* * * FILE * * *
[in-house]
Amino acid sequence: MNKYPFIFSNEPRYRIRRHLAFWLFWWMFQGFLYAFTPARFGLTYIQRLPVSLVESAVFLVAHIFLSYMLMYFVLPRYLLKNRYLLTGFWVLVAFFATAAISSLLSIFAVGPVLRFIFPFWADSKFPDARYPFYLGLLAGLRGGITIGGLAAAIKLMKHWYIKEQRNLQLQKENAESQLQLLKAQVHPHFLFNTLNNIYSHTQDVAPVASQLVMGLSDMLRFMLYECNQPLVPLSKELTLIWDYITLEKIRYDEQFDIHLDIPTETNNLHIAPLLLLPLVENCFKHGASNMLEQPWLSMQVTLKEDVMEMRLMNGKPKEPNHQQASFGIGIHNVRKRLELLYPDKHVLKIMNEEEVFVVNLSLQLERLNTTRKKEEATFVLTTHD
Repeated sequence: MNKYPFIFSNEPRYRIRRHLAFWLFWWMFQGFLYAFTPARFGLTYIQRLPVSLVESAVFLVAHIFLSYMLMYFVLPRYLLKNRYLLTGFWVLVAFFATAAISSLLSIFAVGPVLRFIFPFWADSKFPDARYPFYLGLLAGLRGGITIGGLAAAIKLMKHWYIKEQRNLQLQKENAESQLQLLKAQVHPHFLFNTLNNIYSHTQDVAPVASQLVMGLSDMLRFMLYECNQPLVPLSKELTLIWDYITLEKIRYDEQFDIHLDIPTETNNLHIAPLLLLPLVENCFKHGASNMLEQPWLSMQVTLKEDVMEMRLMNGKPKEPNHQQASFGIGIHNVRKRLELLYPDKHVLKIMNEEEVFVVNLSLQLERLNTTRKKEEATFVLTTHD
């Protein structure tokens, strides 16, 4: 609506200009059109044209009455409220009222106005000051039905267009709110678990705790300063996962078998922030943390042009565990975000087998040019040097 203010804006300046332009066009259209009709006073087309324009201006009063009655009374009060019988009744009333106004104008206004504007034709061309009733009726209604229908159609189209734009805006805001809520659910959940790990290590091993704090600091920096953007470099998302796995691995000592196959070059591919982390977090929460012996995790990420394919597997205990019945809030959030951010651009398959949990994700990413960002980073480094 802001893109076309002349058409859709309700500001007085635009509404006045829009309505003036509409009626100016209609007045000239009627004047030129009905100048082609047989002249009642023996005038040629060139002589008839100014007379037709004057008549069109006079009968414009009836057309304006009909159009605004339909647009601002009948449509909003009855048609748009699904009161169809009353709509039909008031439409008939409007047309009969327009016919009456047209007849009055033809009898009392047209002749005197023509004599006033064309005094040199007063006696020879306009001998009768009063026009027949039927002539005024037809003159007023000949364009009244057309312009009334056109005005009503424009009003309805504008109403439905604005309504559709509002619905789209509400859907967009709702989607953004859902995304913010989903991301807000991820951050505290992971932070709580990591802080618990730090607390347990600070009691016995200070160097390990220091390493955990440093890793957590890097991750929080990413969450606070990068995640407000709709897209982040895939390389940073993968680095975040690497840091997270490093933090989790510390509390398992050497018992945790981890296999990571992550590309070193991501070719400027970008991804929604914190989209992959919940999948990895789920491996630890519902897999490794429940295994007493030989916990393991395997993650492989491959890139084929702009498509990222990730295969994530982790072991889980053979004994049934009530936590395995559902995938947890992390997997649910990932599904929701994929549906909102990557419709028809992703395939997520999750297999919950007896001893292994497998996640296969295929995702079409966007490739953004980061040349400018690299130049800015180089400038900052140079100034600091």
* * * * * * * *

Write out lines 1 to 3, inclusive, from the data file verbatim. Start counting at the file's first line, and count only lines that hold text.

[in-house]
Amino acid sequence: MNKYPFIFSNEPRYRIRRHLAFWLFWWMFQGFLYAFTPARFGLTYIQRLPVSLVESAVFLVAHIFLSYMLMYFVLPRYLLKNRYLLTGFWVLVAFFATAAISSLLSIFAVGPVLRFIFPFWADSKFPDARYPFYLGLLAGLRGGITIGGLAAAIKLMKHWYIKEQRNLQLQKENAESQLQLLKAQVHPHFLFNTLNNIYSHTQDVAPVASQLVMGLSDMLRFMLYECNQPLVPLSKELTLIWDYITLEKIRYDEQFDIHLDIPTETNNLHIAPLLLLPLVENCFKHGASNMLEQPWLSMQVTLKEDVMEMRLMNGKPKEPNHQQASFGIGIHNVRKRLELLYPDKHVLKIMNEEEVFVVNLSLQLERLNTTRKKEEATFVLTTHD
Repeated sequence: MNKYPFIFSNEPRYRIRRHLAFWLFWWMFQGFLYAFTPARFGLTYIQRLPVSLVESAVFLVAHIFLSYMLMYFVLPRYLLKNRYLLTGFWVLVAFFATAAISSLLSIFAVGPVLRFIFPFWADSKFPDARYPFYLGLLAGLRGGITIGGLAAAIKLMKHWYIKEQRNLQLQKENAESQLQLLKAQVHPHFLFNTLNNIYSHTQDVAPVASQLVMGLSDMLRFMLYECNQPLVPLSKELTLIWDYITLEKIRYDEQFDIHLDIPTETNNLHIAPLLLLPLVENCFKHGASNMLEQPWLSMQVTLKEDVMEMRLMNGKPKEPNHQQASFGIGIHNVRKRLELLYPDKHVLKIMNEEEVFVVNLSLQLERLNTTRKKEEATFVLTTHD